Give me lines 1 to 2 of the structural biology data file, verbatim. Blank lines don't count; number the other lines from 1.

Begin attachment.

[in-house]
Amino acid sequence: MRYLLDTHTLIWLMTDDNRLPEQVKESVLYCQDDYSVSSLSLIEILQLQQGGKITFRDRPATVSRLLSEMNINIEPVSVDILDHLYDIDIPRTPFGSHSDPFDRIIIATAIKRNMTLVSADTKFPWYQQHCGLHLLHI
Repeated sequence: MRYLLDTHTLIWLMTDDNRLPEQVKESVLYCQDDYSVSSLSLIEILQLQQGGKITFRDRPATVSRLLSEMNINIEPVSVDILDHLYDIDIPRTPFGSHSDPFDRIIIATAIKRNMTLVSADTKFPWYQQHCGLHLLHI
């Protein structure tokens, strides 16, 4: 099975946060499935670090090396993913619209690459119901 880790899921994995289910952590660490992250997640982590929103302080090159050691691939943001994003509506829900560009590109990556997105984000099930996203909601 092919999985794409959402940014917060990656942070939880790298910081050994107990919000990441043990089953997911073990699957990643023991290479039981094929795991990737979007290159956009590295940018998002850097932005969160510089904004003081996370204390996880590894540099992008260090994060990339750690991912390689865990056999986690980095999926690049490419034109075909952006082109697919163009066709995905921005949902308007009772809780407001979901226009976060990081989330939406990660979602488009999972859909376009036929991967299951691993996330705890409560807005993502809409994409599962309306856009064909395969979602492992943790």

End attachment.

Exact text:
[in-house]
Amino acid sequence: MRYLLDTHTLIWLMTDDNRLPEQVKESVLYCQDDYSVSSLSLIEILQLQQGGKITFRDRPATVSRLLSEMNINIEPVSVDILDHLYDIDIPRTPFGSHSDPFDRIIIATAIKRNMTLVSADTKFPWYQQHCGLHLLHI